At high noon on Lake Okeechobee we called out four jet boatbuilders. With steely eyes and a confident swagger, they gathered for the duel. When the smoke had cleared, every competitor was standing tall and we were slack-jawed at the results.
Ten years ago, everyone thought the jet boat business was the hot ticket to capturing entry-level boaters. Slide them into a price-is-right, easy-riding jet and when they outgrow it, they'll trade up to a more sophisticated boat. That's the ticket!
Boatbuilders -- and boaters -- were quickly disappointed. The early boats were weak in horsepower, lacking in tracking and built more like watercraft than boats. They couldn't cut the mustard for an eager family with lots of expectations. Boaters outgrew jetboats quickly, but the trouble was, entry-level buyers had low down payments and looonng terms that left them "upside down" at trade-in time. Soon, nearly everyone dropped out of the biz.
In fact, the universe of jet boat makers dropped from dozens to only a few. But there's been a rebound recently, though the current retail market is still a compact 5,000-odd units -- depending on whose numbers you accept. The bulk of that market is carved up between Yamaha and Sea-Doo. What raised our eyebrows, though, was the entry of Polaris into the field with a brand-new 21-foot fully featured family boat. And a small North Dakota builder called SugarSand rose up to carve a few percentage points from that niche, too.What was nudging this market forward again?
"The peak of the jet-drive business was 1997, and 30 builders were in it," said Tim Wilkinson, sales manager for Sea-Doo boats."But most dropped out. Now many are rumored to be coming back in.What are people buying? Besides the fun factors of acceleration and maneuverability, they want the easy handling, the safety of a concealed drive system and the peace of mind of the shallow draft."
New boaters find one of the most appealing features is the completely concealed drive -- there are no exposed propellers.
"If you're teaching kids to ski, why do you have to have a prop in the water?" Wilkinson asks.
But there's more to the growth than that. "We'd done a lot of R&D to support U.S. Marine's Bayliner Jazz with the 90 horsepower. Back then Sea Ray, Baja, Regal, Whaler and others were in this -- and then dropped out," said Tom Mielke of MercuryMarine.
Mercury makes jet drives for everyone but Yamaha, which makes its own. In the early days a modest 115 ponies was the limiting issue. Early jets were 14 to 15 feet long, and couldn't ski with a family onboard.
"Now they can haul a family and pull skiers, too," Mielke said."It's a carefree package. Boaters never have to wonder if the prop is right. They're a kick to drive. There's no trim issues or running gear to tear up,"
Are these new jets were real boats or oversized watercraft? We set a four-pronged challenge to see.
First, we selected Shaune Stoskopf and Jeff Schmick,professional show skiers with a lifetime invested in the sport.Former Cypress Gardens water-ski pros, these athletes are more than hired guns. The smiles on their faces when at the end of their rope spell joy, and these two have it for skiing. We wanted to see how the jets yanked them out.
Second, we wanted to see if these boats could hold a ski course and maintain steady speed under load, and how much effort it took us to keep them straight -- and if we could. We were impressed with the results.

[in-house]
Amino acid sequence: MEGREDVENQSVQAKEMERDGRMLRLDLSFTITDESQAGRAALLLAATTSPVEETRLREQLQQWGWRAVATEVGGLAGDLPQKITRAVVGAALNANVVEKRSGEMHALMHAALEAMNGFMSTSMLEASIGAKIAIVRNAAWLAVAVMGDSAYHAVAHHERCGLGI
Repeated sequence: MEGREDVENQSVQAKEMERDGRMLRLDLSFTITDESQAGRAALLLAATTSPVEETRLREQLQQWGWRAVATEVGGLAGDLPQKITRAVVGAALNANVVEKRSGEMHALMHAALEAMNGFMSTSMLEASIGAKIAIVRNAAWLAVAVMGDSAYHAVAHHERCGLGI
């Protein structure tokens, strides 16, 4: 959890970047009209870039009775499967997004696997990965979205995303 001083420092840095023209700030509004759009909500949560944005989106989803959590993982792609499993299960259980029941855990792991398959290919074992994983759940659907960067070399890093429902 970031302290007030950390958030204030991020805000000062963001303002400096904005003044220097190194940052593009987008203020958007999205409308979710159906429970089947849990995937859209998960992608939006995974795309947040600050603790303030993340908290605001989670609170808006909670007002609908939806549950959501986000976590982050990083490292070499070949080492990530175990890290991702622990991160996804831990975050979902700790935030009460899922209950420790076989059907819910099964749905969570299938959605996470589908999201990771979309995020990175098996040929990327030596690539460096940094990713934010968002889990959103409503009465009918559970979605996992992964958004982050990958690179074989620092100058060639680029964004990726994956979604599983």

Third, a race course would test their acceleration, tracking and turning. It brought the most smiles in the showdown, but perhaps most fraught with human error. Our driver reactions speak more than the stopwatch.
Finally, we wanted to know how these boats performed in terms of speed and acceleration, so we did our standard running tests for your review.
The results showed us all jet boats are serious contenders for the family boater. They carry more passengers, more horsepower and more creature comforts than the early models. They give a ton more in return for modest package prices that include a trailer.
So, that's how we staged this OK Corral, and then we let the bullets fly!
Sea-Doo Utopia: This boat's deep-V hull tracked well in skiing tests, requiring little steering correction from any of the drivers. Thanks to the 250-hp OptiMax, it had plenty of oomph for yanking skiers up in seconds.
Sea-Doo 4-TEC Sportster: The tower on this rig gave greatlift and centered the skier's pull on the boat. This gave us a true ride with little required correction. But an extra 25 horses would be better for larger skiers -- say over 200 pounds.
Sugar Sand Tango 4+2: This boat took more course correction than most, sometimes requiring a quarter-turn of the wheel to keep lined up on the buoys. But no one had difficulty keeping it in line and we weren't surprised, since we also scored this one tops as a great show-off boat for doing spins and spraying the riders.
Sugar Sand Sole: The Sole is equipped with a screw-in pylon that's only deployed when you need it. Its location right over the front of the power plant puts it in the center of gravity-- a plus for good ski tracking. It's a good puller with the Mercury EFI 240, and holds its course as expected for a 20-footer with a deep-V.
Polaris EX 2100: Our skiers thought this boat had a great hole shot for skiers and held its course fine. Drivers didn't argue one bit either. In fact, there was very little noticeable pull on the boat as the skier maneuvered back and forth -- albeit the skier was a hefty 90 pounds.
Yamaha AR210: The twin engines give this boat extra punch at the hole shot, and our skiers liked that. So did the drivers. For heavy skiers, drivers can pull off a bit of throttle on one engine and regulate power with the other for steadiest speeds. The platform was the best of any, suited in size for booting up. The tower added looks, lift for easy starts and board storage.